A set of Japanese armour from the Daimyo period will be sold at Bonhams New York on March 16.
It will star in a sale of Japanese art, with a valuation of $70,000-90,000.
The armour in question originally belonged to Yamaguchi Hirokuni (1808-1869), Lord of Ushiki Castle in Hitachi in Japan's northern Kanto region.
It's one of very few full suits from the Daimyo era (Japan's feudal state period) ever to come to auction. Most are housed in institutions, where they are highly prized and rarely sold.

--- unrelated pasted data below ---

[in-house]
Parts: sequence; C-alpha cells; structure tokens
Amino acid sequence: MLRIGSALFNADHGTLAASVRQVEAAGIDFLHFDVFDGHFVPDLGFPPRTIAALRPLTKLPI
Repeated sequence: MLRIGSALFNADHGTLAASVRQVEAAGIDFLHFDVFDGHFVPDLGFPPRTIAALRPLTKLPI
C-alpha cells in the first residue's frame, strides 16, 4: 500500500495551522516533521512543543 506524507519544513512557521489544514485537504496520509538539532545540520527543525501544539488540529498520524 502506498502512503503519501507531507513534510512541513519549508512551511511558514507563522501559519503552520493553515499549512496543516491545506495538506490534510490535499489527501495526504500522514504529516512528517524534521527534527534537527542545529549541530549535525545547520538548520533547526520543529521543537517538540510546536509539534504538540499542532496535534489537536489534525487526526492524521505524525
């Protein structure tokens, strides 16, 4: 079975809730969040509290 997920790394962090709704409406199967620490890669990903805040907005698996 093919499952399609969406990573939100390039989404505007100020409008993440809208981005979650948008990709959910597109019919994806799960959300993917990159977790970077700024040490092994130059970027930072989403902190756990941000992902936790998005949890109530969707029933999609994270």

The lot was once in the collection of Major General Takimoto Hidemaro (1862-1962) - an important figure in the Imperial Army during the second world war.
It's accompanied by a scroll by the major indicating its provenance. He reportedly bought it from an elderly antiques dealer in the Kawanakajima river region.
A rare Nanshoku (male on male) Shunga hand scroll from the Edo period (1615-1868) is expected to make $35,000-45,000.
While homosexuality was much more accepted in Japanese culture than elsewhere at the time, this remains one of very few ukiyo-e images depicting gay scenes.
The artist was Miyazawa Chosun, considered by many experts as a forgotten master of the form.
The sale takes place during New York's Asian art week events, which will include sales of Himalayan bronzes and paintings.
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